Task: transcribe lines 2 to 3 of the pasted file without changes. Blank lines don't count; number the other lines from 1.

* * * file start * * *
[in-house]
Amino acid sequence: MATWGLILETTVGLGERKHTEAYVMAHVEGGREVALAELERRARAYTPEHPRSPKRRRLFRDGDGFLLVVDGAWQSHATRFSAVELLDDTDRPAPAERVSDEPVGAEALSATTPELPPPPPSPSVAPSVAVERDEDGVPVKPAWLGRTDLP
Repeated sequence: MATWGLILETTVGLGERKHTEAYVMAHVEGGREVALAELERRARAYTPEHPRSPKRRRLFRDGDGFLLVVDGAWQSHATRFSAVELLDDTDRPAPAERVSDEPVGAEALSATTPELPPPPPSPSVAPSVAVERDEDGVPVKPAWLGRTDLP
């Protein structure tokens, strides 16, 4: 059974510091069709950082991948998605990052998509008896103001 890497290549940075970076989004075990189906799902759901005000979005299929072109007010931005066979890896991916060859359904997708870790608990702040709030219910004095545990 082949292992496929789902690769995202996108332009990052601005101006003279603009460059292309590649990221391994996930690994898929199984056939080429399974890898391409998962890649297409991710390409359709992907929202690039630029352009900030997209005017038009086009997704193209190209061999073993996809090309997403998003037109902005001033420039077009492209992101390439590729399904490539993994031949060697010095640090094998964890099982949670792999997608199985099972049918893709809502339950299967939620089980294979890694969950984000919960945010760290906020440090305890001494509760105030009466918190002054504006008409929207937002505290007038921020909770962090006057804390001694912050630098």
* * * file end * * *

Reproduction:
Amino acid sequence: MATWGLILETTVGLGERKHTEAYVMAHVEGGREVALAELERRARAYTPEHPRSPKRRRLFRDGDGFLLVVDGAWQSHATRFSAVELLDDTDRPAPAERVSDEPVGAEALSATTPELPPPPPSPSVAPSVAVERDEDGVPVKPAWLGRTDLP
Repeated sequence: MATWGLILETTVGLGERKHTEAYVMAHVEGGREVALAELERRARAYTPEHPRSPKRRRLFRDGDGFLLVVDGAWQSHATRFSAVELLDDTDRPAPAERVSDEPVGAEALSATTPELPPPPPSPSVAPSVAVERDEDGVPVKPAWLGRTDLP